The engagement of the respiratory patient in the management of their disease helps to get more success from it. The respiratory system seems to be so obvious that many people forget to ask for more facts. If a patient has acute or chronic onset disease, the questions may vary but the interest should be the same because the own health is still health.
What is a respiratory symptom?
Respiratory symptoms are the set of complaints mainly located in the respiratory tract. They may be due to local reactions at the upper or at the lower respiratory area. Some of them may have an undefined origin but most of them are clearly related to a more precise topographic area.
Up-up and away
Sneezing, nasal itching, epistaxis (nasal bleeding), nasal congestion (stagnated nasal phlegm), snoring, dysphonia, hoarseness (with breathy or harsh voice), stridor (a high pitched sound with each breathing), and throat pain are associated with diseases of the upper respiratory tract.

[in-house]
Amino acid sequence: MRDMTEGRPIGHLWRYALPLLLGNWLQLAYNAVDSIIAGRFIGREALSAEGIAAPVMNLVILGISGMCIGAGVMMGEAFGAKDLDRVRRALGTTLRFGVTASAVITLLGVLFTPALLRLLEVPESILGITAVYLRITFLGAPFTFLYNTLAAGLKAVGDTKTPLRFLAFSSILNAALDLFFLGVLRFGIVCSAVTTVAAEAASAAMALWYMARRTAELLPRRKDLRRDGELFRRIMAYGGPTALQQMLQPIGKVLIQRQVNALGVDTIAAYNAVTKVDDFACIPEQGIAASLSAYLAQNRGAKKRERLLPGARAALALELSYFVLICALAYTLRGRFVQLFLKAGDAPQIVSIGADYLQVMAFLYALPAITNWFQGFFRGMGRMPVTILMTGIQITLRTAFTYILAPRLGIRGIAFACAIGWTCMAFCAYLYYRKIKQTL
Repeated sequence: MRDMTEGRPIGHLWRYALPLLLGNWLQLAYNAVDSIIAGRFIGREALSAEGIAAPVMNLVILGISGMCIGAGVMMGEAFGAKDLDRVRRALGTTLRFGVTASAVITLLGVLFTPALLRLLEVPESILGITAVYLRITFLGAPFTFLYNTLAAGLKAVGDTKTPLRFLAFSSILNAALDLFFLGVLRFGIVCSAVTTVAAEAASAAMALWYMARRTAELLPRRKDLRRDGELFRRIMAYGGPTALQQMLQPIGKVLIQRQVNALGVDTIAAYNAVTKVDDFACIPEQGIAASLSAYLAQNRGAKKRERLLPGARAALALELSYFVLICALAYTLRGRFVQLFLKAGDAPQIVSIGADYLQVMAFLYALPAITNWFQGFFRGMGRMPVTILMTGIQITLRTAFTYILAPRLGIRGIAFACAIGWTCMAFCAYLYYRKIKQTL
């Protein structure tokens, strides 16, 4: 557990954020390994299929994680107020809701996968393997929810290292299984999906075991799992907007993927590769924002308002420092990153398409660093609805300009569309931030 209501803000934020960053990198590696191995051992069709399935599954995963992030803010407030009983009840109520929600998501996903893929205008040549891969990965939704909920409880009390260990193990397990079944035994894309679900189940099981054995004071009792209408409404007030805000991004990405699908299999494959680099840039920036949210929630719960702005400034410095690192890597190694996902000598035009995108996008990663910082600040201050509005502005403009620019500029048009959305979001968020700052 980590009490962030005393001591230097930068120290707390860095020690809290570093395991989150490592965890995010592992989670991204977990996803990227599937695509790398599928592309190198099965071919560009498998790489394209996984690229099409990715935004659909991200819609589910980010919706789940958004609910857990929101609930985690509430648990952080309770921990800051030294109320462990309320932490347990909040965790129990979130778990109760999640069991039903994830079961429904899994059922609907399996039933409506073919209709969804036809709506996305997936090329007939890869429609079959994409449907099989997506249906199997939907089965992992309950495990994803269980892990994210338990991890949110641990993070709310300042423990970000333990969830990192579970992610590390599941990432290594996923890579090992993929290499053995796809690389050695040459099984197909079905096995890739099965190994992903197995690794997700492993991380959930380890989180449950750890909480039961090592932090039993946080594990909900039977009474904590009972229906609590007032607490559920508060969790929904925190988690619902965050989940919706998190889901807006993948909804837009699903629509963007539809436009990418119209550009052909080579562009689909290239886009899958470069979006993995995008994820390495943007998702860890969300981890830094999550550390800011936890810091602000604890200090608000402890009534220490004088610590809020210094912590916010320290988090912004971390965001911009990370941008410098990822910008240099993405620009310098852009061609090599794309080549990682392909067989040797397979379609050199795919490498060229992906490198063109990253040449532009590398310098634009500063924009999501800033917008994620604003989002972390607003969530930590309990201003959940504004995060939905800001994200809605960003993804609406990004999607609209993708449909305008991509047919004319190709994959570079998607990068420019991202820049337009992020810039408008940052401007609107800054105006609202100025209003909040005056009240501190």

Everybody is going down
Cough, sputum, thoracic internal pain, breathlessness, blood tinged sputum (hemoptoic sputum), cough with blood (hemoptisis) are more signals of alteration in the bronchi and lungs.
Cough is some times misunderstood because is a symptom with a complex mechanism. Often it may be associated to upper or to lower respiratory diseases. Several circumstances may preclude an association to both segments of the respiratory tract.
Last night I didn’t get to sleep at all
Symptoms may be organized according to their chronological appearance or at least we physicians try to do that. It’s great when a patient comes with a well organized information and says (for instance): “I started with nasal congestion 3 days ago, then it appeared the cough (dry at the start and with sputum later), followed by thoracic pain at my right side which is the reason why I come today”…
Hard to say I’m sorry
When the respiratory symptoms are accompanied by non-respiratory symptoms, these may be taken into consideration. For instance: fever and weight loss are key indicators of a more complex condition and how they occur really help to clarify the diagnosis or assess the evolution (progress or deterioration).
We go together
Then in the assessment of the respiratory patient we look for local and constitutional symptoms, with the type of onset (acute, sub-acute, or chronic), as well as the evolution in the time.
Keep in mind all the symptoms and their characteristics to ease a diagnosis and appropriate management.